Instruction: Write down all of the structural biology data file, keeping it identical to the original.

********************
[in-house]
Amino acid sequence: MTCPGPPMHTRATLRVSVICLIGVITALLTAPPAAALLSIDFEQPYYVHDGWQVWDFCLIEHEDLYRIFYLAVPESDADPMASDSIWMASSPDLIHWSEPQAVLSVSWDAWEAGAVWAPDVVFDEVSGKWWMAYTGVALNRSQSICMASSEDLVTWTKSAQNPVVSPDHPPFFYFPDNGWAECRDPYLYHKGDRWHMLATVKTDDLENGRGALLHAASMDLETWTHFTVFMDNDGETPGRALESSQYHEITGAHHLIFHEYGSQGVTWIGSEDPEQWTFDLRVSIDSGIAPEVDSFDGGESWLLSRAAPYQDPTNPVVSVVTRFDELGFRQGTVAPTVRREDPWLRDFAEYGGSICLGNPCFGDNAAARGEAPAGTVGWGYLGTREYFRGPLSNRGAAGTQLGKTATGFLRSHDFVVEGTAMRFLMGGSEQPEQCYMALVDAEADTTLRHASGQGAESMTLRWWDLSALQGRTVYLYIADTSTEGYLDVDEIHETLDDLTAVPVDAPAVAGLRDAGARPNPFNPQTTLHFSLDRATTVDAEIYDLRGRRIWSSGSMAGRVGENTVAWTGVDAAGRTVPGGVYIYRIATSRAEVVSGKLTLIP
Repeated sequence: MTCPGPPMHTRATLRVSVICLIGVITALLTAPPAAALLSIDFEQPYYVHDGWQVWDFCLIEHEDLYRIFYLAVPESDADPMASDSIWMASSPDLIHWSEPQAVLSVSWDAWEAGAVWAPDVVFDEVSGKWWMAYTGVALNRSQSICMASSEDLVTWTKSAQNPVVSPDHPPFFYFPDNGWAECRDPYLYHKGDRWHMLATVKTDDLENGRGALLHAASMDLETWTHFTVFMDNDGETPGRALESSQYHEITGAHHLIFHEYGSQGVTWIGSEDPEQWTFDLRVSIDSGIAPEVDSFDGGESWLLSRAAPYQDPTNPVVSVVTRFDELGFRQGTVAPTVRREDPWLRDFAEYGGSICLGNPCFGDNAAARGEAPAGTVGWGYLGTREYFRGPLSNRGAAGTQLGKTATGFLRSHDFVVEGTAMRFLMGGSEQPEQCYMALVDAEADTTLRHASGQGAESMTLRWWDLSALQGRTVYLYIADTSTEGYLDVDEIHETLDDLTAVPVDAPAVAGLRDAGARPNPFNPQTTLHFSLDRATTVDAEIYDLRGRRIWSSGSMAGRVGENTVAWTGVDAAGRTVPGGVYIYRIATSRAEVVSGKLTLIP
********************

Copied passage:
[in-house]
Amino acid sequence: MTCPGPPMHTRATLRVSVICLIGVITALLTAPPAAALLSIDFEQPYYVHDGWQVWDFCLIEHEDLYRIFYLAVPESDADPMASDSIWMASSPDLIHWSEPQAVLSVSWDAWEAGAVWAPDVVFDEVSGKWWMAYTGVALNRSQSICMASSEDLVTWTKSAQNPVVSPDHPPFFYFPDNGWAECRDPYLYHKGDRWHMLATVKTDDLENGRGALLHAASMDLETWTHFTVFMDNDGETPGRALESSQYHEITGAHHLIFHEYGSQGVTWIGSEDPEQWTFDLRVSIDSGIAPEVDSFDGGESWLLSRAAPYQDPTNPVVSVVTRFDELGFRQGTVAPTVRREDPWLRDFAEYGGSICLGNPCFGDNAAARGEAPAGTVGWGYLGTREYFRGPLSNRGAAGTQLGKTATGFLRSHDFVVEGTAMRFLMGGSEQPEQCYMALVDAEADTTLRHASGQGAESMTLRWWDLSALQGRTVYLYIADTSTEGYLDVDEIHETLDDLTAVPVDAPAVAGLRDAGARPNPFNPQTTLHFSLDRATTVDAEIYDLRGRRIWSSGSMAGRVGENTVAWTGVDAAGRTVPGGVYIYRIATSRAEVVSGKLTLIP
Repeated sequence: MTCPGPPMHTRATLRVSVICLIGVITALLTAPPAAALLSIDFEQPYYVHDGWQVWDFCLIEHEDLYRIFYLAVPESDADPMASDSIWMASSPDLIHWSEPQAVLSVSWDAWEAGAVWAPDVVFDEVSGKWWMAYTGVALNRSQSICMASSEDLVTWTKSAQNPVVSPDHPPFFYFPDNGWAECRDPYLYHKGDRWHMLATVKTDDLENGRGALLHAASMDLETWTHFTVFMDNDGETPGRALESSQYHEITGAHHLIFHEYGSQGVTWIGSEDPEQWTFDLRVSIDSGIAPEVDSFDGGESWLLSRAAPYQDPTNPVVSVVTRFDELGFRQGTVAPTVRREDPWLRDFAEYGGSICLGNPCFGDNAAARGEAPAGTVGWGYLGTREYFRGPLSNRGAAGTQLGKTATGFLRSHDFVVEGTAMRFLMGGSEQPEQCYMALVDAEADTTLRHASGQGAESMTLRWWDLSALQGRTVYLYIADTSTEGYLDVDEIHETLDDLTAVPVDAPAVAGLRDAGARPNPFNPQTTLHFSLDRATTVDAEIYDLRGRRIWSSGSMAGRVGENTVAWTGVDAAGRTVPGGVYIYRIATSRAEVVSGKLTLIP